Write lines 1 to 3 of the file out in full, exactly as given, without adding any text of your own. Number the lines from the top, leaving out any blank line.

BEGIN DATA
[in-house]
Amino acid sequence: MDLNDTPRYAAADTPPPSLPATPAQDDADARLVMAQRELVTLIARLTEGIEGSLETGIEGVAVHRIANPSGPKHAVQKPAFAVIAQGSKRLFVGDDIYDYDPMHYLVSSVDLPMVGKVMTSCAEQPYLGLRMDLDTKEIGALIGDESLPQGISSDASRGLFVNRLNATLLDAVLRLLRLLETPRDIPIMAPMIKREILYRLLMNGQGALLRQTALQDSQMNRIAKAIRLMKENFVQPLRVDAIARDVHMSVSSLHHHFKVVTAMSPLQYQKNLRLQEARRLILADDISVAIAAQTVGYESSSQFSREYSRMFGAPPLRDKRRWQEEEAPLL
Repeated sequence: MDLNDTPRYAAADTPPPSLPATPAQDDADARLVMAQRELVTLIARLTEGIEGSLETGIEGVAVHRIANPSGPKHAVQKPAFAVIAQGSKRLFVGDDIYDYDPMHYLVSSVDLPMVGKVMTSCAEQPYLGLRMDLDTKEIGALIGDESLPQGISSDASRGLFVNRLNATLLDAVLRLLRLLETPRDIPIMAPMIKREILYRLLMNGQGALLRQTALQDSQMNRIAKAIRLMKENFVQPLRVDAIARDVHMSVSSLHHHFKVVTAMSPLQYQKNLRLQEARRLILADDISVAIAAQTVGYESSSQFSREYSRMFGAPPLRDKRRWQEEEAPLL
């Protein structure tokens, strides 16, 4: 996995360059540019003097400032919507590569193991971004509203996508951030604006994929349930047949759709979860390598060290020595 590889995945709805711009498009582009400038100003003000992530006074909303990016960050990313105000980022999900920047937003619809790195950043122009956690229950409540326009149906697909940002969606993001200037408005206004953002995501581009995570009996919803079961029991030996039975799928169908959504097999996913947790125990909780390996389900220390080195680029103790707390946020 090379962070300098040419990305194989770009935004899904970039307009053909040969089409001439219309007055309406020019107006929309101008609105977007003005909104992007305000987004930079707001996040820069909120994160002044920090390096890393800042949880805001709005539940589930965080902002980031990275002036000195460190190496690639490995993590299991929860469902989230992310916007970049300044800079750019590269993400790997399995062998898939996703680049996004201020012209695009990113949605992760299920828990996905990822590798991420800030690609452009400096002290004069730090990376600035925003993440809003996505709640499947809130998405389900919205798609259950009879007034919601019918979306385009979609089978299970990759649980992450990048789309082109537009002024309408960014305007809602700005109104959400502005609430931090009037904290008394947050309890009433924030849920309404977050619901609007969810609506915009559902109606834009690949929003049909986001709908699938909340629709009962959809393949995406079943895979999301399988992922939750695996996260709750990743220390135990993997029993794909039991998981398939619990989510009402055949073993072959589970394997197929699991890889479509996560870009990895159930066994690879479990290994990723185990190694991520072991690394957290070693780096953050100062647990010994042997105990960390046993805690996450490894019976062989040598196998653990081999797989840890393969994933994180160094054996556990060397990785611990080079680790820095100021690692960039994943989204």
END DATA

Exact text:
[in-house]
Amino acid sequence: MDLNDTPRYAAADTPPPSLPATPAQDDADARLVMAQRELVTLIARLTEGIEGSLETGIEGVAVHRIANPSGPKHAVQKPAFAVIAQGSKRLFVGDDIYDYDPMHYLVSSVDLPMVGKVMTSCAEQPYLGLRMDLDTKEIGALIGDESLPQGISSDASRGLFVNRLNATLLDAVLRLLRLLETPRDIPIMAPMIKREILYRLLMNGQGALLRQTALQDSQMNRIAKAIRLMKENFVQPLRVDAIARDVHMSVSSLHHHFKVVTAMSPLQYQKNLRLQEARRLILADDISVAIAAQTVGYESSSQFSREYSRMFGAPPLRDKRRWQEEEAPLL
Repeated sequence: MDLNDTPRYAAADTPPPSLPATPAQDDADARLVMAQRELVTLIARLTEGIEGSLETGIEGVAVHRIANPSGPKHAVQKPAFAVIAQGSKRLFVGDDIYDYDPMHYLVSSVDLPMVGKVMTSCAEQPYLGLRMDLDTKEIGALIGDESLPQGISSDASRGLFVNRLNATLLDAVLRLLRLLETPRDIPIMAPMIKREILYRLLMNGQGALLRQTALQDSQMNRIAKAIRLMKENFVQPLRVDAIARDVHMSVSSLHHHFKVVTAMSPLQYQKNLRLQEARRLILADDISVAIAAQTVGYESSSQFSREYSRMFGAPPLRDKRRWQEEEAPLL